[66] Noristani HN, Verkhratsky A, Rodriguez JJ. High tryptophan diet reduces CA1 intraneuronal β-amyloid in the triple transgenic mouse model of Alzheimer's disease. Aging Cell 2012; 11:810-22; PMID:22702392; http://dx.doi.org/10.1111/j.1474-9726.2012.00845.x [PubMed] [Cross Ref]
[67] Perry VH, Cunningham C, Boche D. Atypical inflammation in the central nervous system in prion disease. Curr Opin Neurol 2002; 15:349-54; PMID:12045736; http://dx.doi.org/10.1097/00019052-200206000-00020 [PubMed] [Cross Ref]
[68] Eikelenboom P, Bate C, Van Gool WA, Hoozemans JJ, Rozemuller JM, Veerhuis R, Williams A. Neuroinflammation in Alzheimer's disease and prion disease. Glia 2002; 40:232-9; PMID:12379910; http://dx.doi.org/10.1002/glia.10146 [PubMed] [Cross Ref]
[69] Perry VH.. The influence of systemic inflammation on inflammation in the brain: implications for chronic neurodegenerative disease. Brain Behav Immun 2004; 18:407-13; PMID:15265532; http://dx.doi.org/10.1016/j.bbi.2004.01.004 [PubMed] [Cross Ref]
[70] Heppner FL, Ransohoff RM, Becher B. Immune attack: the role of inflammation in Alzheimer disease. Nat Rev Neurosci 2015; 16:358-72; PMID:25991443; http://dx.doi.org/10.1038/nrn3880 [PubMed] [Cross Ref]
[71] Sandu RE, Buga AM, Uzoni A, Petcu EB, Popa-Wagner A. Neuroinflammation and comorbidities are frequently ignored factors in CNS pathology. Neural Regen Res 2015; 10:1349-55; PMID:26604877; http://dx.doi.org/10.4103/1673-5374.165208 [PMC free article] [PubMed] [Cross Ref]
[72] Brown DR. Microglia and prion disease. Microscopy Res Technique 2001; 54:71-80; http://dx.doi.org/10.1002/jemt.1122 [PubMed] [Cross Ref]
[73] Rozemuller AJ, Jansen C, Carrano A, van Haastert ES, Hondius D, van der Vies SM, Hoozemans JJ. Neuroinflammation and common mechanism in Alzheimer's disease and prion amyloidosis: amyloid-associated proteins, neuroinflammation and neurofibrillary degeneration. Neurodegener Dis 2012; 10:301-4; PMID:22398730; http://dx.doi.org/10.1159/000335380 [PubMed] [Cross Ref]
[74] Wojtera M, Sobow T, Kloszewska I, Liberski PP, Brown DR, Sikorska B. Expression of immunohistochemical markers on microglia in Creutzfeldt-Jakob disease and Alzheimer's disease: morphometric study and review of the literature. Folia Neuropathol 2012; 50:74-84; PMID:22505366 [PubMed]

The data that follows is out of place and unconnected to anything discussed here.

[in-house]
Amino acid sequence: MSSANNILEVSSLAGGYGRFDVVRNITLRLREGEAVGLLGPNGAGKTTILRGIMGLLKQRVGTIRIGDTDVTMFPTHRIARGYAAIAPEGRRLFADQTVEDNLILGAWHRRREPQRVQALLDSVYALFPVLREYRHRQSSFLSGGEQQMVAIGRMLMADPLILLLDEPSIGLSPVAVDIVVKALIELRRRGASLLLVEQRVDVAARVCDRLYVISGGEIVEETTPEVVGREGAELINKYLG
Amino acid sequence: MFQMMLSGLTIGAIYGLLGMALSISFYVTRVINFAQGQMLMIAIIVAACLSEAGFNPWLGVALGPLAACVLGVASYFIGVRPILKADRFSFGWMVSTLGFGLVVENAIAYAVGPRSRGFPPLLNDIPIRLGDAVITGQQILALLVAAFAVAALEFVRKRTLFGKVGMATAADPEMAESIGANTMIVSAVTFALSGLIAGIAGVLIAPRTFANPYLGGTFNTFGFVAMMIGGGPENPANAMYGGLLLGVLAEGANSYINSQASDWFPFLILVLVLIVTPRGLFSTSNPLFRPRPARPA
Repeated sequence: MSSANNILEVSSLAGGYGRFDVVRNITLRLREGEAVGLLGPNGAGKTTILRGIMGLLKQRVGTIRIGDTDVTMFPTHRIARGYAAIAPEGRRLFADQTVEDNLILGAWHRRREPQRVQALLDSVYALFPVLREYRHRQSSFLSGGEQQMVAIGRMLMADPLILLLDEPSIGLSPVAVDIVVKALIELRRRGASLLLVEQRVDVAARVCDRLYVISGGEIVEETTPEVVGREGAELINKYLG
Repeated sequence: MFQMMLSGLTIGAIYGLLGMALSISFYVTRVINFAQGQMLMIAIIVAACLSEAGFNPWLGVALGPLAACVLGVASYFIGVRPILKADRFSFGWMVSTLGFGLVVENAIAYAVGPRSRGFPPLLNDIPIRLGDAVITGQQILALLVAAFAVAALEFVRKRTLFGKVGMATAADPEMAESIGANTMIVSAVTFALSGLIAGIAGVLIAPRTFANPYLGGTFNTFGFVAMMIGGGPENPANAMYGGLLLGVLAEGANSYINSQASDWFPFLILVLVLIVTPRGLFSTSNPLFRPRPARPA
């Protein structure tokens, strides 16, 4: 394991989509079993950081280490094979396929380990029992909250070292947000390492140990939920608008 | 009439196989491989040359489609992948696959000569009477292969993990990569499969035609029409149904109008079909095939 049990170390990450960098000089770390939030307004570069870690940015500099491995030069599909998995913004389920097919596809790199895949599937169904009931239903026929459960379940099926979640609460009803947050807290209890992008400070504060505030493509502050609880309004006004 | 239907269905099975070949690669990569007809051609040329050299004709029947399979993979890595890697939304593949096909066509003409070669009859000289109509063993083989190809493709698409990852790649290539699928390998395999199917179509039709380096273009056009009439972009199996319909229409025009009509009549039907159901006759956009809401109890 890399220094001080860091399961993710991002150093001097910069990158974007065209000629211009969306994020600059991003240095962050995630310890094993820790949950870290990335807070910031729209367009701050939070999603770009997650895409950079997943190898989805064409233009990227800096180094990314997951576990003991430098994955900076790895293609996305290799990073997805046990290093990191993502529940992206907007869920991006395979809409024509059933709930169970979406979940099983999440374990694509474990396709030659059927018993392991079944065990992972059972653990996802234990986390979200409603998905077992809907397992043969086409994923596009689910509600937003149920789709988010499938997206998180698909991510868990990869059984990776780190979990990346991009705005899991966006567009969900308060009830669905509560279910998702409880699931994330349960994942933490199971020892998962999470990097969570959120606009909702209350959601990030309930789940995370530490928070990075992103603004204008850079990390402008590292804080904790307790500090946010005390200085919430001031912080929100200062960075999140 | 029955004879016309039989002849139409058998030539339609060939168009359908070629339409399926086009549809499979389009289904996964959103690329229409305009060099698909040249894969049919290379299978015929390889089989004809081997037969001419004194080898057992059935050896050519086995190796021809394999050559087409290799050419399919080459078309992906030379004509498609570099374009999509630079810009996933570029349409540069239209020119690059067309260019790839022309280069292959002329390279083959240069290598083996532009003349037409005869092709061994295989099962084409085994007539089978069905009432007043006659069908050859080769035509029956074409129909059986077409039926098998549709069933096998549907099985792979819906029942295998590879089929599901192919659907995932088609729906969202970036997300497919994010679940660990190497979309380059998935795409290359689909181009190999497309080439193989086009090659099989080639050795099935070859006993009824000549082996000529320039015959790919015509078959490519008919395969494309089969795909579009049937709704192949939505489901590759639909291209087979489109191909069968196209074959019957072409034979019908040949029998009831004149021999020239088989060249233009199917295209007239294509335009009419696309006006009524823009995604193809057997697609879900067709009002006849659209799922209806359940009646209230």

[75] Llorens F, Lopez-Gonzalez I, Thune K, Carmona M, Zafar S, Andreoletti O, Zerr I, Ferrer I Subtype and regional-specific neuroinflammation in sporadic creutzfeldt-jakob disease. Frontiers Aging Neurosci 2014; 6:198; http://dx.doi.org/10.3389/fnagi.2014.00198 [PMC free article] [PubMed] [Cross Ref]
[76] Brown DR, Besinger A, Herms JW, Kretzschmar HA. Microglial expression of the prion protein. Neuroreport 1998; 9:1425-9; PMID:9631441; http://dx.doi.org/10.1097/00001756-199805110-00032 [PubMed] [Cross Ref]
[77] Amor S, Peferoen LA, Vogel DY, Breur M, van der Valk P, Baker D, van Noort JM Inflammation in neurodegenerative diseases–an update. Immunol 2014; 142:151-66; http://dx.doi.org/10.1111/imm.12233 [PubMed] [Cross Ref]
[78] Nuvolone M, Sorce S, Schwarz P, Aguzzi A. Prion pathogenesis in the absence of NLRP3/ASC inflammasomes. PLoS One 2015; 10:e0117208; PMID:25671600; http://dx.doi.org/10.1371/journal.pone.0117208 [PMC free article] [PubMed] [Cross Ref]
[79] Zhu C, Herrmann US, Li B, Abakumova I, Moos R, Schwarz P, Rushing EJ, Colonna M, Aguzzi A. Triggering receptor expressed on myeloid cells-2 is involved in prion-induced microglial activation but does not contribute to prion pathogenesis in mouse brains. Neurobiol Aging 2015; 36:1994-2003; PMID:25816748; http://dx.doi.org/10.1016/j.neurobiolaging.2015.02.019 [PubMed] [Cross Ref]
[80] Gomez-Nicola D, Fransen NL, Suzzi S, Perry VH. Regulation of microglial proliferation during chronic neurodegeneration. J Neurosci 2013; 33:2481-93; PMID:23392676; http://dx.doi.org/10.1523/JNEUROSCI.4440-12.2013 [PubMed] [Cross Ref]
[81] Grizenkova J, Akhtar S, Brandner S, Collinge J, Lloyd SE. Microglial Cx3cr1 knockout reduces prion disease incubation time in mice. BMC Neurosci 2014; 15:44; PMID:24655482; http://dx.doi.org/10.1186/1471-2202-15-44 [PMC free article] [PubMed] [Cross Ref]
[82] Sorce S, Nuvolone M, Keller A, Falsig J, Varol A, Schwarz P, Bieri M, Budka H, Aguzzi A. The role of the NADPH oxidase NOX2 in prion pathogenesis. PLoS Pathog 2014; 10:e1004531; PMID:25502554; http://dx.doi.org/10.1371/journal.ppat.1004531 [PMC free article] [PubMed] [Cross Ref]
[83] Kreisel T, Frank MG, Licht T, Reshef R, Ben-Menachem-Zidon O, Baratta MV, Maier SF, Yirmiya R. Dynamic microglial alterations underlie stress-induced depressive-like behavior and suppressed neurogenesis. Mol Psychiatry 2014; 19:699-709; PMID:24342992; http://dx.doi.org/10.1038/mp.2013.155 [PubMed] [Cross Ref]